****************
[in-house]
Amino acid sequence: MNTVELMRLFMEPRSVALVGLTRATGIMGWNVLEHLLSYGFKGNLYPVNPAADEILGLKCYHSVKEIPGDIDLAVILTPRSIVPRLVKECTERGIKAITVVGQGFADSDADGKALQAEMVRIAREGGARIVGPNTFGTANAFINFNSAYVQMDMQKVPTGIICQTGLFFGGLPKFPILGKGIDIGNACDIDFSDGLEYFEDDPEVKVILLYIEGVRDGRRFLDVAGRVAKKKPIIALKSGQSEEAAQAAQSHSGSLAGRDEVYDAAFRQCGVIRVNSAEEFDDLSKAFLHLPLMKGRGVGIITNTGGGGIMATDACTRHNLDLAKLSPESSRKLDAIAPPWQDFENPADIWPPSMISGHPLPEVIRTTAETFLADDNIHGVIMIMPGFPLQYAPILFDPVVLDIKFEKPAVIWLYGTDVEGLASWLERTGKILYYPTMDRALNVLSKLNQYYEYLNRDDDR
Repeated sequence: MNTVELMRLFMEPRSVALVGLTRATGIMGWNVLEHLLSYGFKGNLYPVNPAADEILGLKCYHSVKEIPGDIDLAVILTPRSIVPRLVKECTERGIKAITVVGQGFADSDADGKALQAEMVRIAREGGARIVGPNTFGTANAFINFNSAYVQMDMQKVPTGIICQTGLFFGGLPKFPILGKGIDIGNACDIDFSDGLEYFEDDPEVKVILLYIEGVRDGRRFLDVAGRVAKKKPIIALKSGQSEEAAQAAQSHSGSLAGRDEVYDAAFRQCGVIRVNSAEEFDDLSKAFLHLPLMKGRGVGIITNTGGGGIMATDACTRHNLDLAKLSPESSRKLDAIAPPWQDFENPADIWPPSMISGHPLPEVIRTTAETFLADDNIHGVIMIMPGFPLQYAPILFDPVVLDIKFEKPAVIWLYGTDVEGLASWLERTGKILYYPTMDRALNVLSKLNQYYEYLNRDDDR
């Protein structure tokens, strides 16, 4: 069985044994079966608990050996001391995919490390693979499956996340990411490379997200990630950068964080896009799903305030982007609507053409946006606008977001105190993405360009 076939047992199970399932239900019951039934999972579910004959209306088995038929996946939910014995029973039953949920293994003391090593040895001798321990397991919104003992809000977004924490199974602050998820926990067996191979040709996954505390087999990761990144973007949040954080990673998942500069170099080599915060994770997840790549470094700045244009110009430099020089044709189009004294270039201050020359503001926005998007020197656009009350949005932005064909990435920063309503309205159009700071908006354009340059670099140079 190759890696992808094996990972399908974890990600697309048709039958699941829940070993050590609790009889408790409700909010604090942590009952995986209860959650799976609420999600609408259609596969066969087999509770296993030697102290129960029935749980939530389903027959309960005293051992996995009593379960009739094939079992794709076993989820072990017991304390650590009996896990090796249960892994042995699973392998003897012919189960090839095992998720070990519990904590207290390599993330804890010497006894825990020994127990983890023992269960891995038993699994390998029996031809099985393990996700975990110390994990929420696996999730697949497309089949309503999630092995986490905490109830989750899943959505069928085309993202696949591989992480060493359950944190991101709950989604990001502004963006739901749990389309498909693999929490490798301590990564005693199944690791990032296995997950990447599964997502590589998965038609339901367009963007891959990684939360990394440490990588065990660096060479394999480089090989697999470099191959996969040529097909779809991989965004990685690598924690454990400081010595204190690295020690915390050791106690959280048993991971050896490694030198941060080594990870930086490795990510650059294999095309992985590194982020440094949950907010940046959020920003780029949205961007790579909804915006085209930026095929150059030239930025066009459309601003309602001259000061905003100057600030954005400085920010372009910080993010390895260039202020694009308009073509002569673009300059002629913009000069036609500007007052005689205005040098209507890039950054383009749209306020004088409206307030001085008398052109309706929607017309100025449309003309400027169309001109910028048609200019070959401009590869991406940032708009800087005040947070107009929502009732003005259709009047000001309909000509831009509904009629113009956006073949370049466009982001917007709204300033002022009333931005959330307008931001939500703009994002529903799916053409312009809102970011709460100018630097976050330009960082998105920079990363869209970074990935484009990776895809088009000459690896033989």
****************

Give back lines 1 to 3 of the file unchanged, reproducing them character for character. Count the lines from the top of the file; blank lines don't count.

[in-house]
Amino acid sequence: MNTVELMRLFMEPRSVALVGLTRATGIMGWNVLEHLLSYGFKGNLYPVNPAADEILGLKCYHSVKEIPGDIDLAVILTPRSIVPRLVKECTERGIKAITVVGQGFADSDADGKALQAEMVRIAREGGARIVGPNTFGTANAFINFNSAYVQMDMQKVPTGIICQTGLFFGGLPKFPILGKGIDIGNACDIDFSDGLEYFEDDPEVKVILLYIEGVRDGRRFLDVAGRVAKKKPIIALKSGQSEEAAQAAQSHSGSLAGRDEVYDAAFRQCGVIRVNSAEEFDDLSKAFLHLPLMKGRGVGIITNTGGGGIMATDACTRHNLDLAKLSPESSRKLDAIAPPWQDFENPADIWPPSMISGHPLPEVIRTTAETFLADDNIHGVIMIMPGFPLQYAPILFDPVVLDIKFEKPAVIWLYGTDVEGLASWLERTGKILYYPTMDRALNVLSKLNQYYEYLNRDDDR
Repeated sequence: MNTVELMRLFMEPRSVALVGLTRATGIMGWNVLEHLLSYGFKGNLYPVNPAADEILGLKCYHSVKEIPGDIDLAVILTPRSIVPRLVKECTERGIKAITVVGQGFADSDADGKALQAEMVRIAREGGARIVGPNTFGTANAFINFNSAYVQMDMQKVPTGIICQTGLFFGGLPKFPILGKGIDIGNACDIDFSDGLEYFEDDPEVKVILLYIEGVRDGRRFLDVAGRVAKKKPIIALKSGQSEEAAQAAQSHSGSLAGRDEVYDAAFRQCGVIRVNSAEEFDDLSKAFLHLPLMKGRGVGIITNTGGGGIMATDACTRHNLDLAKLSPESSRKLDAIAPPWQDFENPADIWPPSMISGHPLPEVIRTTAETFLADDNIHGVIMIMPGFPLQYAPILFDPVVLDIKFEKPAVIWLYGTDVEGLASWLERTGKILYYPTMDRALNVLSKLNQYYEYLNRDDDR